Disclaimer: If you don't know me then do not feel obliged to read this. Then again, who reads this thing anyway??
Because I have been wanting to write out the story of Tommy's entrance into the world for quite a while now (read: nine months), I am retroactively linking up to Camp Patton to share how things went down. I have read many too many birth stories. I read quite a few before Tom was born (not the best idea), and many since, for solidarity's sake. Let me first say that I really admire the people who can recall blow by blow, minute by minute everything that happened during their birth. This isn't gonna be one of those stories, because I can barely remember parts of the 26 (25? 27? I dont know) hours that I spent laboring and delivering. I was recently lamenting to Patrick that we have no family photo from the hospital when Tommy was born, but he reminded me that that is probably because we were in Jersey, and it was just the two of us, which is something I think that I have chosen to erase from my memory.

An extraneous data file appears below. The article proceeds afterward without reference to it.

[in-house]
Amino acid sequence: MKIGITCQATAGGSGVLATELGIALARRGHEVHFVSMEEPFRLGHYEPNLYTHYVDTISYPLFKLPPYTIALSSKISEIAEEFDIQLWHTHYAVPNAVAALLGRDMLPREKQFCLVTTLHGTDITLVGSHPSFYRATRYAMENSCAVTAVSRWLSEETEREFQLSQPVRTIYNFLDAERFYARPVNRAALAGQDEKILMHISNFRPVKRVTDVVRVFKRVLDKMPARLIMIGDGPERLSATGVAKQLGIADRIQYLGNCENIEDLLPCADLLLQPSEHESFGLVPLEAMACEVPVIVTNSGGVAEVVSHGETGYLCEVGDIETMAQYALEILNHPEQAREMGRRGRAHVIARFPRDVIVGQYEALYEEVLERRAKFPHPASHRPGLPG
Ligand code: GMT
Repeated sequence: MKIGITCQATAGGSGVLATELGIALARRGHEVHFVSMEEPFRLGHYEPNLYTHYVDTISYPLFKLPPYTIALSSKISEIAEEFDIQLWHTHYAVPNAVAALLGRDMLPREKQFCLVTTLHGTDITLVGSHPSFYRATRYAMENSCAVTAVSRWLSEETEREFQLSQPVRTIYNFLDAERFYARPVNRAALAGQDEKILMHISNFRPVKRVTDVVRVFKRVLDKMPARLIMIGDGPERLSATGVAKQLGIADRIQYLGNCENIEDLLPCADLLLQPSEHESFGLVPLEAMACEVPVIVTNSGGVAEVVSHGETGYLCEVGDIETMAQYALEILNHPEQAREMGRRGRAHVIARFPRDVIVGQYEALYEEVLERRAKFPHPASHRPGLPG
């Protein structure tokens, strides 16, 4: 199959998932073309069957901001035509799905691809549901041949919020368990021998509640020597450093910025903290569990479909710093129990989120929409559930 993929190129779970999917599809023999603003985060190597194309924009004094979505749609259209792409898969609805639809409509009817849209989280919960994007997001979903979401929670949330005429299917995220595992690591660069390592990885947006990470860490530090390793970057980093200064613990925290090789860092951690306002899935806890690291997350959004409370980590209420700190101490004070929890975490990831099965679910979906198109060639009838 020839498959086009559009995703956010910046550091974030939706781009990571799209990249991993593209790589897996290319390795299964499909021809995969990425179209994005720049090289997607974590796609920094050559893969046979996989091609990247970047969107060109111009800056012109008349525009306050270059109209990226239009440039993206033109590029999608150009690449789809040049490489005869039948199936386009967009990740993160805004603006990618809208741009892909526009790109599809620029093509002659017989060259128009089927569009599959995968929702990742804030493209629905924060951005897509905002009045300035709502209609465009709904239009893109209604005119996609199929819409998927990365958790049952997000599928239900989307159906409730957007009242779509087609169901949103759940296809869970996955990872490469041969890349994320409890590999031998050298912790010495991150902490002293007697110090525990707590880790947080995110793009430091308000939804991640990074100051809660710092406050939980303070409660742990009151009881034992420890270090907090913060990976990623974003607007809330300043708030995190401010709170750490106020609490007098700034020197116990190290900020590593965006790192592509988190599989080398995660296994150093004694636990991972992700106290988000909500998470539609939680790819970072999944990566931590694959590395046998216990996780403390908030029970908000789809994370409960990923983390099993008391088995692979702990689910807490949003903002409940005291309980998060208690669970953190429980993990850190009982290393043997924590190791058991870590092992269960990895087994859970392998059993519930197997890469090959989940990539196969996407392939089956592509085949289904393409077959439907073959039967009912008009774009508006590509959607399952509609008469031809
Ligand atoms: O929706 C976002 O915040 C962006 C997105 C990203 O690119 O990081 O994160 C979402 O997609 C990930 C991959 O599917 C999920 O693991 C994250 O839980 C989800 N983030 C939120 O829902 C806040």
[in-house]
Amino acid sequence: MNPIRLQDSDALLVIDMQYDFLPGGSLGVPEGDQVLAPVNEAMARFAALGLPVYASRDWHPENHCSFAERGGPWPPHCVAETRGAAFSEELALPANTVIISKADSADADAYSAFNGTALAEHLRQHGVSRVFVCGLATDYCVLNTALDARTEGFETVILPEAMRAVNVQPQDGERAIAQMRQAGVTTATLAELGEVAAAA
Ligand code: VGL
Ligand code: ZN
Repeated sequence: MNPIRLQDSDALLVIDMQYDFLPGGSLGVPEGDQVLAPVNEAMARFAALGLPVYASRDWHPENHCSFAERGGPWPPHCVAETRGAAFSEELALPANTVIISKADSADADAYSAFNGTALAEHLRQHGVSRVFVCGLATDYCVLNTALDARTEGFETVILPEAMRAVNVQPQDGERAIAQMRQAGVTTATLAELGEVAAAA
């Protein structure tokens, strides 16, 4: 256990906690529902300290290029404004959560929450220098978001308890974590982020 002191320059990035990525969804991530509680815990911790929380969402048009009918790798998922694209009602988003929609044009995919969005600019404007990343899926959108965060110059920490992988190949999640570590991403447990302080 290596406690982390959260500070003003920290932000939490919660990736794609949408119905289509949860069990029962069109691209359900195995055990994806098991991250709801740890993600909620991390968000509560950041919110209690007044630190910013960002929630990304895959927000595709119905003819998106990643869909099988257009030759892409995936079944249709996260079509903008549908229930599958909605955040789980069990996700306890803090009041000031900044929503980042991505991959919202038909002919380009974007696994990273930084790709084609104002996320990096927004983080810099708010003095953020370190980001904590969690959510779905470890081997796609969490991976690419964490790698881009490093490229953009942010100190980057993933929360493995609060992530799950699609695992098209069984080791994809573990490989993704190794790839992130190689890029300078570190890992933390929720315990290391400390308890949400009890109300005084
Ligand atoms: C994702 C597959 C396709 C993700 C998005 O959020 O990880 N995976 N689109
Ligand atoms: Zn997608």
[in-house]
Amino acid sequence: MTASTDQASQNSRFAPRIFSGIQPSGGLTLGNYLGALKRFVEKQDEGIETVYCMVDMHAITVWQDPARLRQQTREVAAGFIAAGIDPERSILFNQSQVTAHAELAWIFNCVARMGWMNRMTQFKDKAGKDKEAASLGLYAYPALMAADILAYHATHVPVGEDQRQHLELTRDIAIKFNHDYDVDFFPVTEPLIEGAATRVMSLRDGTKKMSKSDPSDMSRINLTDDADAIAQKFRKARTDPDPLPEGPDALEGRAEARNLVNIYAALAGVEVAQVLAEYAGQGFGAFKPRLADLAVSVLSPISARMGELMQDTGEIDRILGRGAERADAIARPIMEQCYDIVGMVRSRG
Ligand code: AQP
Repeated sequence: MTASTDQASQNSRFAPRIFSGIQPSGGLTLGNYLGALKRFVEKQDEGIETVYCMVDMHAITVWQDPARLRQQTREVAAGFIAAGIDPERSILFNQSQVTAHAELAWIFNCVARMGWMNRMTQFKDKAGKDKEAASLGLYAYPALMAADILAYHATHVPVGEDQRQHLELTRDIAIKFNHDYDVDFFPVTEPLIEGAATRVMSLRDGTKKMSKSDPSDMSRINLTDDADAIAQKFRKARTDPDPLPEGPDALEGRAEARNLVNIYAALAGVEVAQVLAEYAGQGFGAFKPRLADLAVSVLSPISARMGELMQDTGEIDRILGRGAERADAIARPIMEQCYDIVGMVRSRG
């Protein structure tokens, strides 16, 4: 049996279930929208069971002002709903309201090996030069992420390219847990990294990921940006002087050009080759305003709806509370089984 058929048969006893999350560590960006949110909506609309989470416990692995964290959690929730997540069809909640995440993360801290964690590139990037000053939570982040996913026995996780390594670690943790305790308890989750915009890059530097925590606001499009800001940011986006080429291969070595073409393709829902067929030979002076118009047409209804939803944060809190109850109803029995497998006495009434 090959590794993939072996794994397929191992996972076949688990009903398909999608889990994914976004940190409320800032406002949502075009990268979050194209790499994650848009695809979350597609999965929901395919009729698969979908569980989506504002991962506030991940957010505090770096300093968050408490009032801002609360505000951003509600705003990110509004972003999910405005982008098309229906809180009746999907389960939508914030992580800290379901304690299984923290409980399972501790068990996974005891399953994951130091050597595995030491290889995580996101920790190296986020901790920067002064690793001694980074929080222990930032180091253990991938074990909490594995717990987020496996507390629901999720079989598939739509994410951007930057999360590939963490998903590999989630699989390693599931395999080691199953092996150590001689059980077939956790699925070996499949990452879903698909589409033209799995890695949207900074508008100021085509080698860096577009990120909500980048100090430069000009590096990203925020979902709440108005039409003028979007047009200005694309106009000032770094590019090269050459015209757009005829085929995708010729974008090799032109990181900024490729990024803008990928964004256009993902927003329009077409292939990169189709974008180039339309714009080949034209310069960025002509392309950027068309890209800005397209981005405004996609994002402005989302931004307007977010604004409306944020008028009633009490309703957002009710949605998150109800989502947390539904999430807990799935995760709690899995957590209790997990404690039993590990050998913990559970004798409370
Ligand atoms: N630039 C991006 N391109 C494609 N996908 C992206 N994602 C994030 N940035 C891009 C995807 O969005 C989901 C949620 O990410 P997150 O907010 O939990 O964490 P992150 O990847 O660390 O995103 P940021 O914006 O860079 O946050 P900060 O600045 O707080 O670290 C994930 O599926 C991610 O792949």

My due date was May 21, and I decided to quit my terrible, temporary, customer service job a few weeks before my due date hit so that I could prepare for our upcoming move, which was supposed to take place 2 or 3 weeks after the baby was born. My pregnancy was pretty uneventful, and without complication, unless you consider crazy mood swings and a bottomless pit of a stomach complications. No braxton hicks, no nothing. I was pretty sure that the baby was going to be late, though I couldn't say why, but I still stubbornly hoped that he might come early. My mom took a flight out to Jersey the day before my due date so that she could be there when the baby was born and stay with us for a few days before the move. Obviously, the mere fact that she came out and could only stay a week pretty much guaranteed that the baby would NOT arrive while she was visiting, which is exactly what happened. We spent the entire week trying to distract me with terrible 3000 piece under the sea puzzles, and pedicures, but to no avail, and a week later we drove her back to the airport, and I rode all the way hope in tears. That was a sunday. I'll note now that for the past week I had been almost all the way effaced, but only one centimeter dilated, with nary a contraction to be found, and my doctor had stripped my membranes the day after my due date just in case. My mom left on a Sunday, and I had another doctors appointment scheduled for Tuesday, if the baby didn't make an appearance before then. On Tuesday, when I still hadn't gone in to labor, we went to the doctor to have a non-stress test to make sure things were going alright with the baby, and to have an ultrasound to check my fluid levels. My fluid was low, but not alarmingly so, but I was a little worse for wear at this point, and we were supposed to be moving in two weeks, so time was not on our side. The doctor said that even though the fluid levels weren't a huge cause for concern, it was her recommendation that I go to the hospital either that day or the next to be induced. I should mention here that I did not, not NOT want to be induced. Somewhere along the line during my pregnancy, I had convinced myself that the only right thing to do, the thing I NEEDED to do, was have a natural birth (this is a whole other post, that perhaps I'll write another day), and we had come up with a birth plan that involved no meds, intermittent monitoring, the works. Patrick and I had discussed a few times what would happen if we needed to be induced, and I knew that if that happened, I would most likely not be able to labor without an epidural. So, I wasn't super jazzed about being induced, but I was more than ready to have the baby already and get a move on, so we went home, took a shower, and showed up at he hospital later that afternoon. While I was being admitted, I found out after being checked out by a nurse that my water had broken, unbeknownst to me. I mentioned that I had been having some leaking on and off since Sunday, but I had no idea that that meant my water had broken, because lets be honest, I was having a bit of trouble holding in my pee at that point anyway. After realizing that my water had broken a few days prior, it was clear that they definitely wanted me to deliver as soon as possible to minimize the risk of any infection. Looking back later, I realized that as I was laying in the admitting room waiting to go to labor and delivery, I actually started having my first contractions. It bears commenting that when I realized this later, I was not a happy camper, because I had really wanted to labor at home before going to the hospital, but at that point the ball was already rolling. The first thing that happened when we got to the birthing suite (that makes it sound alot more glamorous than it was), was that I received a balloon catheter that was supposed to help me dilate more quickly. This catheter...not fun. It caused a lot of really painful pressure, and to be honest I'm not even sure how many centimeters I was dilated by the time they finally removed it. At this point, a nurse gave me some Ambien in the hopes that I might be able to get some rest. At this point, we were watching What not to Wear on the TV, and when I told Patrick there were six people on the screen, he replied, that no...there were only three. I may or may not have slept at this point, but I really don't remember. That night my contractions really started rolling, and they werent unbearable, but I was definitely feeling them. The following morning, they took the catheter out, and decided to go ahead with pitocin to strengthen my contractions. Again, this is something that I really did not want, but I have to say, being a first time mom, in a hospital in Jersey, when its just you and your hubbie, and you're both newbies is pretty overwhelming, so I'm sure I said something like...."Pitocin...ok sure." Needles to say, the pit kicked my contractions into high gear, and I was in serious pain from that point on. Around the same time, I had started having some severe back pain. Not back labor, just pain, as if my whole back had seized up. I couldn't change position, and I could barely breathe, between the contractions and the pain in my back and neck, and I accepted that I pretty much needed the epidural, or I wasn't going to be able to function. The epidural worked...for a while. I managed to get in a few hours of rest, before I realized that the contractions were feeling really strong, my back was killing me and...wasn't that huge needle you stuck into my spine supposed to take away all the pain? This was probably the most agonizing part of labor for me, and I couldn't tell you how long it lasted, but it felt like days. Pat was a trooper, and although he was probably terrified, tried his best to help me through really intense contractions, while I clung to the side of the bed because I couldn't move because of my back. I remember being on oxygen at one point, though I'm not sure if it was for my benefit, or the baby's or both. So much of this was a blur, I can barely remember it. The first Epi failed SO miserably, that it took a really long time for the nurses to convince me to go ahead and get another one, because I just didn't see the point. I think the turning point was telling my nurse that I could handle the back pain or the contractions, but I just couldn't handle both, so she called for another EPI, which actually worked. After that I really was able to rest for a few hours (can you tell my timeline is a bit fuzzy??), and the nurse told me to just take it easy, and to let her know once I started feeling alot pressure, or felt like I had to push. The wonderful thing about the second epidural was that it didn't take away the pain of the contractions completely, just enough so that I could function, and I could definitely tell when the baby started moving down and it was time to push. After the doctor came in, and got ready and I started pushing, the doctor said that I could push with each contraction if I wanted to, or I could take a break. I remember thinking he must be crazy thinking that I could take a break during a contraction, instead of pushing...the urge to push was so strong. Another note here is that the doctor who delivered the baby was one of the doctors in the practice that I had only seen once, but he was amazing and I wouldn't have wished for a different doctor. After pushing for a while, the doctor told me that I would need an episiotomy, which is something else that I was adamantly against, but after convincing me that he wouldn't do it unless it was completely necessary, he went ahead with it. I only pushed for about 30 minutes before the baby was born, and it was a boy! It was so exciting to finally find out the sex of the baby, and after holding him for a few minutes Patrick and I finally decided on a name: Thomas Patrick. 8 lb, 7 oz, 21 inches long, and completely perfect. I'm sure alot of new moms would say the same thing- no matter what happened during labor, no matter how painful it was, it just doesn't matter once you meet your baby. I had alot of big ideas about what I wanted my labor to be like before Tommy was born, but it was clear to be pretty much from the moment it was over that I had the labor I was supposed to have, and things happened the way that they needed to happen. I love my birthing experience, and although I really desired a natural birth, I don't wish that it was any different than it was. And there is only one reason for that, and its a big reason: Thomas.